Skip to main content Skip to search Skip to header Skip to footer


From the July 1886 issue of The Christian Science Journal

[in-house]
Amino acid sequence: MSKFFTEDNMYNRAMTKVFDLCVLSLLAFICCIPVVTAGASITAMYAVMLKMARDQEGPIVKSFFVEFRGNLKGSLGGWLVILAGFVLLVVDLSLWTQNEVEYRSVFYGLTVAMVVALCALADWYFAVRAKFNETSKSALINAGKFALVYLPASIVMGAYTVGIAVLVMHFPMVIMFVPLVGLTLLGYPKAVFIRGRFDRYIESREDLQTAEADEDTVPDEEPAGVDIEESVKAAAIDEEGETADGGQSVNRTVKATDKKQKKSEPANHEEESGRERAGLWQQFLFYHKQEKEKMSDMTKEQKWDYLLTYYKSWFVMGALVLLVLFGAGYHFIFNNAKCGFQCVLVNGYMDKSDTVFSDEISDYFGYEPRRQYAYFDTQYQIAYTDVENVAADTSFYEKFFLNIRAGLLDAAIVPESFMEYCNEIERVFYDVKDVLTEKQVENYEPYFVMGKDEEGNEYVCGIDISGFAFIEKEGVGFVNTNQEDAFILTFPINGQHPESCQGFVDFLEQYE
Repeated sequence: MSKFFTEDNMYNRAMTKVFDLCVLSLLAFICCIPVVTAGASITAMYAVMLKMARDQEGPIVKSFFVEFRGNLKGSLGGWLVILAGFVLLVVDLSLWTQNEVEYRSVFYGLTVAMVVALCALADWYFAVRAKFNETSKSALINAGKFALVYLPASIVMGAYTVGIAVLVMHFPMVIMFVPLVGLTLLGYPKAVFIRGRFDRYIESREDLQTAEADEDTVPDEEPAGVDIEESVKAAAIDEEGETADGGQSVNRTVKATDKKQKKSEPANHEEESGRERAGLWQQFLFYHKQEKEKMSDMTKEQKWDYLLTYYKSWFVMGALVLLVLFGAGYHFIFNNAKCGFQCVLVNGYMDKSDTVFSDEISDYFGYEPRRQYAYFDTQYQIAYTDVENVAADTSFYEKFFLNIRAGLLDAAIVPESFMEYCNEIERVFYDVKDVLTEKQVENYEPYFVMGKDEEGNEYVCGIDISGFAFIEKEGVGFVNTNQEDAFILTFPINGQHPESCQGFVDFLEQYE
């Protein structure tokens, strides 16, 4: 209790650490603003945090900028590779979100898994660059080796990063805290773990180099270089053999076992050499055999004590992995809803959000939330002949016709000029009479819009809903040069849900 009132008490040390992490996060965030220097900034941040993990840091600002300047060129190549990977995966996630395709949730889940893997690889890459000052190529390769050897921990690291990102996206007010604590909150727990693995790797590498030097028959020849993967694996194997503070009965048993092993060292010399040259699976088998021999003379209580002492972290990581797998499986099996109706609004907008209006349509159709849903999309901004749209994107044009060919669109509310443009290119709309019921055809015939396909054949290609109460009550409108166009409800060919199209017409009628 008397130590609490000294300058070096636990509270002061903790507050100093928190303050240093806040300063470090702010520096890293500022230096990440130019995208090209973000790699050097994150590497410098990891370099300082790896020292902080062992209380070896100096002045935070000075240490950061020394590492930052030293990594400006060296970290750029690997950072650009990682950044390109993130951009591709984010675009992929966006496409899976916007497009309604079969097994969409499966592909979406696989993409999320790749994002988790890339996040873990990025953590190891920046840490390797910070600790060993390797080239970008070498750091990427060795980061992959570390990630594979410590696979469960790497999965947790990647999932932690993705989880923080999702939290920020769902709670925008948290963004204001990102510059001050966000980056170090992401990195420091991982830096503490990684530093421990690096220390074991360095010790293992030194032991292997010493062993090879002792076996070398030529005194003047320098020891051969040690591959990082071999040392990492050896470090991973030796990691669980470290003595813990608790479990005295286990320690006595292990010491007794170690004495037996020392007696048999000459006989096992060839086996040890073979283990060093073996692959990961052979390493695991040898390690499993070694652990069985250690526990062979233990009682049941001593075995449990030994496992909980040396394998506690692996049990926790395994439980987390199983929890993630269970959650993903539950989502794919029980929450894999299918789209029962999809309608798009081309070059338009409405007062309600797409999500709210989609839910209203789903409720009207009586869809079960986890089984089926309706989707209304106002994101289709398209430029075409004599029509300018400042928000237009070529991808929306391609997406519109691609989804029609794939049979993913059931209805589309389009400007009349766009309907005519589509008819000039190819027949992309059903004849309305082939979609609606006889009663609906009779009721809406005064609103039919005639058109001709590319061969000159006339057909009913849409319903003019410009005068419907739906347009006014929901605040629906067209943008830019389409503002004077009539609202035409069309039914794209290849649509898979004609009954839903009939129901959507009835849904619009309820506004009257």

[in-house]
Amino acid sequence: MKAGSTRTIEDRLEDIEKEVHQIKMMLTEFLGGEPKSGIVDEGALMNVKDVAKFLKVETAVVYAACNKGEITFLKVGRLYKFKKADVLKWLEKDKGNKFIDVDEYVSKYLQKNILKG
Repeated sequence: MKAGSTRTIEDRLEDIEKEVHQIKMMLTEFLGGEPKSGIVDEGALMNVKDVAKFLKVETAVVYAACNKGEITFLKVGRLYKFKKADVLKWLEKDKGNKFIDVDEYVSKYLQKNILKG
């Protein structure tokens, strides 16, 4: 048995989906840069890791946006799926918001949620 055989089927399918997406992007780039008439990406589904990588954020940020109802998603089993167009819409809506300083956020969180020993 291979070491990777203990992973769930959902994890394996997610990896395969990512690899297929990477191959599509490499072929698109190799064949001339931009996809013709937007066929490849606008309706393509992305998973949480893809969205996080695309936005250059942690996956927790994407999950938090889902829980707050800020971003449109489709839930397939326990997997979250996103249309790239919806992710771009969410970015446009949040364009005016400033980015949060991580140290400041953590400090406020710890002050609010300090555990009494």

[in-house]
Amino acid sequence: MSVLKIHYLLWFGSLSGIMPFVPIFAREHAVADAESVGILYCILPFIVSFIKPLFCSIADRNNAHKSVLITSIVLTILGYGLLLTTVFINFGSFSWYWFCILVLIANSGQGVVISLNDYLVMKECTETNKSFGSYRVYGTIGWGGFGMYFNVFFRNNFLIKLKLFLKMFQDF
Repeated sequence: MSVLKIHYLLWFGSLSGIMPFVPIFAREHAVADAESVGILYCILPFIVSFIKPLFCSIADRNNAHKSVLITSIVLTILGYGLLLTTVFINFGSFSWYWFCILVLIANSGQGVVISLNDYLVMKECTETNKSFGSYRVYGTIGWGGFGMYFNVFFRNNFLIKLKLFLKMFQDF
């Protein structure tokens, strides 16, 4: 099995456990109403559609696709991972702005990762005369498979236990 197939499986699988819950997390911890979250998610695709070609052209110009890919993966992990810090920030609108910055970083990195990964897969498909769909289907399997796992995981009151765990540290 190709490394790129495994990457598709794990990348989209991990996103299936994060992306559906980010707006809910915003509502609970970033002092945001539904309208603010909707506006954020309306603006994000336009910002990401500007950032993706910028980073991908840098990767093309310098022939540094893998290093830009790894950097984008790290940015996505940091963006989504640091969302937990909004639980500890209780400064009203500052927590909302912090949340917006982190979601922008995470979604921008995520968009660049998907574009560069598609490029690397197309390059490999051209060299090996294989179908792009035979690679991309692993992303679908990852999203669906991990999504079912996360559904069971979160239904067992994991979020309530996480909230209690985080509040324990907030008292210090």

Were a woman to visit a foreign country, whose people not only spoke a language, but had habits of thought and ways of living dissimilar in every respect to her own, and she had in her possession, and desired to bring to the consideration of that nation, a great gift, of whose value, and their own need of it, they were entirely unconscious, how, indeed, could she explain it to them, or bestow it upon them, if, while she spoke, they understood no word of her language, and failed to comprehend her expressions? She must perforce employ an interpreter, and there must be a translation from one language into another. In this position, of a voyager into a far country, was the discoverer of Christian Science in the nineteenth century—possessing a rare and most precious gift, longing to confer it upon the weary inhabitants of that dreamland whose language and beliefs are material, while her country and ideas are spiritual,—and forced to wait until the interpretation was accomplished, while she herself became the interpreter, as well as discoverer and donor.